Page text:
Weekly Review: Schools, Students, and COVID-19 – May 10, 2021

Weekly Review: Schools, Students, and COVID-19 – May 10, 2021

This week, two new studies focus on COVID-19 spread in and around schools, new polling results provide updates on parent perspectives on schooling, and research coalesces around a few promising approaches to learning recovery.

Mitigation Measures and In-Person Schooling

A new survey-based study suggests that increased COVID-19 risk associated with in-person schooling is mitigated in places employing multiple non-pharmaceutical interventions (NPIs), such as masking, distancing, symptom screening, and closure of extracurricular and supplemental activities. Importantly, the study cannot address whether places that use multiple mitigation measures are different from places that do not in other ways that may also influence COVID health metrics. Another recent study analyzed data on COVID prevalence in New York City from October through December 2020, including teacher, school staff, and student cases in 1,594 NYC public schools, and found that prevalence in schools was similar to or less than community prevalence in the same weeks.

Parent Perspectives on Schooling

April polling results from the nonprofit organization EdChoice indicate that parents of school-age children are increasingly more comfortable with in-person schooling; nearly two-thirds report feeling at least “somewhat comfortable” with in-person classes. Similarly, approximately two-thirds of parents anticipate a safe return to in-person schooling by fall of 2021. Notably, parents’ favorable views of homeschooling and interest in learning pods have increased since March. Parents are also more positive about the direction of education now, matching the level of over a year ago.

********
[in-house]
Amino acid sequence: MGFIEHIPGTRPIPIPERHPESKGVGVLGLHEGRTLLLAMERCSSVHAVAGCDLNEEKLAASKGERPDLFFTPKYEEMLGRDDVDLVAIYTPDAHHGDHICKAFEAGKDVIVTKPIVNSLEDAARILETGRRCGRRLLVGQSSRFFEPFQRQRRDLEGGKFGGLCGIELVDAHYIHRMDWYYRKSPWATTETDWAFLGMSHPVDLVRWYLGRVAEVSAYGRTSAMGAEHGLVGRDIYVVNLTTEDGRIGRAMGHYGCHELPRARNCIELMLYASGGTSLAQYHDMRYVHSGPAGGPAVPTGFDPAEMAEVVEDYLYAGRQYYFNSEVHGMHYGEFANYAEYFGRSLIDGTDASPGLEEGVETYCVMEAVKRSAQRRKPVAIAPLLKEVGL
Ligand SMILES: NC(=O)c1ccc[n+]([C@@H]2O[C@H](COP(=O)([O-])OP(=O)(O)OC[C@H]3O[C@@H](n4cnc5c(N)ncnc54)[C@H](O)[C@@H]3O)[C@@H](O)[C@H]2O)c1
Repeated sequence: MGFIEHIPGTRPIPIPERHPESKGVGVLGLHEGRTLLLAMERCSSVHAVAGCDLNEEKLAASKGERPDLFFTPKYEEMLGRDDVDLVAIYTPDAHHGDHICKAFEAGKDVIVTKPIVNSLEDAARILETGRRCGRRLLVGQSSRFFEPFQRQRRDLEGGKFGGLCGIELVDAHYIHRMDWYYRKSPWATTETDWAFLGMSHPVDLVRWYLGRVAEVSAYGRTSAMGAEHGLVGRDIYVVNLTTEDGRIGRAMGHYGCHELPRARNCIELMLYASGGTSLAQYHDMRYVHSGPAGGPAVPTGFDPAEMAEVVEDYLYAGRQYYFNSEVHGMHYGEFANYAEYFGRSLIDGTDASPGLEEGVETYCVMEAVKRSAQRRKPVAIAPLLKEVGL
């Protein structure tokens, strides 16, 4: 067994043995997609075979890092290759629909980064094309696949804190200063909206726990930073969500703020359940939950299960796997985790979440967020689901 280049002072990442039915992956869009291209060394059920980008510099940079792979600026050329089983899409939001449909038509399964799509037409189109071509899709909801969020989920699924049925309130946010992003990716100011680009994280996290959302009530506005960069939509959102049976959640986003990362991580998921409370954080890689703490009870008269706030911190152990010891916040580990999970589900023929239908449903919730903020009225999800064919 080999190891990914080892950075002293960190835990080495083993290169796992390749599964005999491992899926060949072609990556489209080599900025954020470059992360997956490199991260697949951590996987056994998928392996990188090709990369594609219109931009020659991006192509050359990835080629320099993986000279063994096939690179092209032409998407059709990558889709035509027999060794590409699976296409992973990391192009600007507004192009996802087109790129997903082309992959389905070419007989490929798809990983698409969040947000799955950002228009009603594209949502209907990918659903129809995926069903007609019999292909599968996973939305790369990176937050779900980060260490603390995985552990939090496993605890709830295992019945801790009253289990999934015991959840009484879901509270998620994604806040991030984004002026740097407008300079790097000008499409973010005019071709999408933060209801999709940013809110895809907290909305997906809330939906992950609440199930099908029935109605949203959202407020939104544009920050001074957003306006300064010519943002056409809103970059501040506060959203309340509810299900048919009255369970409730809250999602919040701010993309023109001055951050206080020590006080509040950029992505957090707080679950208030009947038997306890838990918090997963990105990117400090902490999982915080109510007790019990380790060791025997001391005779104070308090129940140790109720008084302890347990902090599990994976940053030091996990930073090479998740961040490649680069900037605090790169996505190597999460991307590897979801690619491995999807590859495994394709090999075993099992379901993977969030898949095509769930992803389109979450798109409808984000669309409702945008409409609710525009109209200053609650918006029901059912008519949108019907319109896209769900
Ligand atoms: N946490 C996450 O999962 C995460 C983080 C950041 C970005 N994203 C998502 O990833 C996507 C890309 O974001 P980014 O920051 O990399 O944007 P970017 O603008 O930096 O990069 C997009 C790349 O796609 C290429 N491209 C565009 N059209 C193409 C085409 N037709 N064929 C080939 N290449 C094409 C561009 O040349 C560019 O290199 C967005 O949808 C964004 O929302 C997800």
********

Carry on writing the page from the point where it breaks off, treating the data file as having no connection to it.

EdChoice also focuses specifically on Black parents’ perspectives. While Black parents have become more comfortable with their children returning to in-person learning, two-thirds believe it will not be safe to send their children back to school until August 2021 or later. Black parents report being more willing to vaccinate themselves and their children than they were two months ago. Finally, Black parents of school-age children continue to be more supportive than white and Hispanic parents of hybrid modes with some schooling taking place at home.

Strategies for Learning Recovery

In a column in Education Week, Heather Hill summarizes evidence-based strategies to support learning recovery. She focuses on high-dosage tutoring, which has a sizable research base, as well as other promising approaches, including extended learning time and summer programming.

|2021-05-10T08:10:40-04:00May 10th, 2021|COVID-19 Literature|0 Comments

About the Author: Chloe Gibbs

Chloe Gibbs
Chloe Gibbs, Ph.D., is an assistant professor of economics at the University of Notre Dame where she is also a faculty affiliate of the Institute for Educational Initiatives, the William J. Shaw Center for Children and Families, and the Wilson Sheehan Lab for Economic Opportunities. Professor Gibbs studies the effectiveness of policies and programs outside of the regular school day and year and beyond the traditional classroom to understand how different investments affect children's educational trajectories. Some of her recent projects investigate the impact of Head Start, parenting interventions, virtual summer school in the middle grades, and comprehensive supports for high school students at-risk of dropping out. Her work has been supported by the National Science Foundation and cited by the President's Council of Economic Advisers.

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